Where our predecessors wrote books, we know much more about their thoughts and dreams; but only a part, the public part. In most cases, we do not have access to the diaries and photographs that would have shown more of the private self. These kinds of records have become important as we journey down the generations. People want to know and understand the people that went before; not because we consider them a new breed of ‘Pagan saint’ – we are not looking to them expecting them to be perfect and ‘holy’. But we do find in their dedication a source of inspiration for this difficult task that we do of trying to build a new Paganism to meet the needs of the contemporary world.
Creating a Rooted Paganism
For some people creating an authentic and rooted Paganism means to try to reconstruct faithfully the practices of those who lived a thousand or more years ago. For me this would not provide authenticity; for the essence of Paganism is that it comes from what we find around us in the universe. It must grow and evolve, even as we grow and evolve. This is as true of practice between generations as it is within our own life spans, as our needs evolve and change with age. Rather we seek to know how our immediate predecessors thought and felt and practiced so that we can find inspiration to establish a Paganism that is rooted in the ‘now’, even as they did.
Eleanor Bone, Madge Worthington, and those of their time were in the generations who, in the wake of World Wars and the changing global societies around them, were in the process of becoming post-Christian. Much of their Paganism was intentionally counter-cultural – gender equality, nudity, liberal ideas about sexual expression – all this was part of their Paganism, as they sought to throw off the shackles of past dominant thought systems.
For Madge and for many of those who embraced Paganism in the 20th century, human beings’ relationship with the environment around them was also a driving factor. People sought the Divine in the natural world at a time when urban civilization assumed a new dominance. As the concrete crept forward, human beings in the urbanized West longed for nature, fields and streams and forests. As Doreen Valiente wrote in A Chant for Beltane (1971) our hope was:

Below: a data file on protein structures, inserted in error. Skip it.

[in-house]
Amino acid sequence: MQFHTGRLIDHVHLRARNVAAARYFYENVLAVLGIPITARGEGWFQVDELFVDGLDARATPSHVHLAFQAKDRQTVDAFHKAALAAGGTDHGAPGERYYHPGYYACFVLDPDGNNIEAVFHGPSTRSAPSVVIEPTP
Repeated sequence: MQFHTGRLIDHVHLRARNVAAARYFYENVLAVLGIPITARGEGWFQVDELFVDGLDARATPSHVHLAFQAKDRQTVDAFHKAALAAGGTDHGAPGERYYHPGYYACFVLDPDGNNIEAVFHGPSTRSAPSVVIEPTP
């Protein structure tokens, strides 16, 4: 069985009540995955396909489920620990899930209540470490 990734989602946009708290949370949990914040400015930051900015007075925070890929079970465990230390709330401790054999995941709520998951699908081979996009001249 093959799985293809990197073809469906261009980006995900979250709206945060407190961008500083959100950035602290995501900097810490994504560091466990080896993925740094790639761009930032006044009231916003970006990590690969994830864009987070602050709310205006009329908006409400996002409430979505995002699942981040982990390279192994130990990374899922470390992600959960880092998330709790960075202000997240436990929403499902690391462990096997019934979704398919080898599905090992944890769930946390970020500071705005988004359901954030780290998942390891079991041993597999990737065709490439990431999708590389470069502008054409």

Let the streams and fields be pure,
Earth and sky be clean once more ….
These motivations of our predecessors that helped them find Paganism are still important; but people do not need Paganism to find liberal expressions of sexuality, environmentalism, or women’s empowerment. These have become part of the mainstream of contemporary life. So what else drives us?
In search of the Mysteries
Something else our predecessors sought was mystery. Wicca is much less mysterious than it once was. Much has been exposed to the light of media and academia. But the evocative imagery of Wicca, with its night-time rites, its beautiful artefacts, its small group cohesiveness, and its emphasis on what ‘is eternal and abides’, which is not materialism but deeper values and truths, all these still appeal.